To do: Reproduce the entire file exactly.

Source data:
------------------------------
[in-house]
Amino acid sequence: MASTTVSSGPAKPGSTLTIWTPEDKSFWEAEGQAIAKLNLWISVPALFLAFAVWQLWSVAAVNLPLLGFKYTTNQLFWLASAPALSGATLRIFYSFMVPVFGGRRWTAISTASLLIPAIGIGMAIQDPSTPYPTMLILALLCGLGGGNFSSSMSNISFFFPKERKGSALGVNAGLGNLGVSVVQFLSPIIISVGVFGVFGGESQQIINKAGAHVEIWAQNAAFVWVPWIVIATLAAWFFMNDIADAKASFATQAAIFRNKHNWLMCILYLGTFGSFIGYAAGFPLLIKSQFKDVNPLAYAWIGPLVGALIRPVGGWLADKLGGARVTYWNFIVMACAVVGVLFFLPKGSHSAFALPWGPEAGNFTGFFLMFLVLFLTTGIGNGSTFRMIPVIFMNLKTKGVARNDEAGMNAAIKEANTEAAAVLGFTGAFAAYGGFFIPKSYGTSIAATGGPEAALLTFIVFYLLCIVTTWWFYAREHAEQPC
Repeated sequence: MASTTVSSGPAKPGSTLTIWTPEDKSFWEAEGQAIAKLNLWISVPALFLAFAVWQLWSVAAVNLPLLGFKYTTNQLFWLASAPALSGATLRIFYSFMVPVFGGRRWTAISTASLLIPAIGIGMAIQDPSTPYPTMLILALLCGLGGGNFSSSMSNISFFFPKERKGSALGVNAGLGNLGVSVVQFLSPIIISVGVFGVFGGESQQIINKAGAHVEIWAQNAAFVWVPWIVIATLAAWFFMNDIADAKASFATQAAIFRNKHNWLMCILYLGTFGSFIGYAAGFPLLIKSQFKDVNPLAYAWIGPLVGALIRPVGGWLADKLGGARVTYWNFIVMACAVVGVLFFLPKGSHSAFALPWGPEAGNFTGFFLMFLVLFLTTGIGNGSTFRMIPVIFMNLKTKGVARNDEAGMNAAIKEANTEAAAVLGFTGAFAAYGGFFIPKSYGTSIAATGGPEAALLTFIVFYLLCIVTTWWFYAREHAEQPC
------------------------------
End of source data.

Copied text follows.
[in-house]
Amino acid sequence: MASTTVSSGPAKPGSTLTIWTPEDKSFWEAEGQAIAKLNLWISVPALFLAFAVWQLWSVAAVNLPLLGFKYTTNQLFWLASAPALSGATLRIFYSFMVPVFGGRRWTAISTASLLIPAIGIGMAIQDPSTPYPTMLILALLCGLGGGNFSSSMSNISFFFPKERKGSALGVNAGLGNLGVSVVQFLSPIIISVGVFGVFGGESQQIINKAGAHVEIWAQNAAFVWVPWIVIATLAAWFFMNDIADAKASFATQAAIFRNKHNWLMCILYLGTFGSFIGYAAGFPLLIKSQFKDVNPLAYAWIGPLVGALIRPVGGWLADKLGGARVTYWNFIVMACAVVGVLFFLPKGSHSAFALPWGPEAGNFTGFFLMFLVLFLTTGIGNGSTFRMIPVIFMNLKTKGVARNDEAGMNAAIKEANTEAAAVLGFTGAFAAYGGFFIPKSYGTSIAATGGPEAALLTFIVFYLLCIVTTWWFYAREHAEQPC
Repeated sequence: MASTTVSSGPAKPGSTLTIWTPEDKSFWEAEGQAIAKLNLWISVPALFLAFAVWQLWSVAAVNLPLLGFKYTTNQLFWLASAPALSGATLRIFYSFMVPVFGGRRWTAISTASLLIPAIGIGMAIQDPSTPYPTMLILALLCGLGGGNFSSSMSNISFFFPKERKGSALGVNAGLGNLGVSVVQFLSPIIISVGVFGVFGGESQQIINKAGAHVEIWAQNAAFVWVPWIVIATLAAWFFMNDIADAKASFATQAAIFRNKHNWLMCILYLGTFGSFIGYAAGFPLLIKSQFKDVNPLAYAWIGPLVGALIRPVGGWLADKLGGARVTYWNFIVMACAVVGVLFFLPKGSHSAFALPWGPEAGNFTGFFLMFLVLFLTTGIGNGSTFRMIPVIFMNLKTKGVARNDEAGMNAAIKEANTEAAAVLGFTGAFAAYGGFFIPKSYGTSIAATGGPEAALLTFIVFYLLCIVTTWWFYAREHAEQPC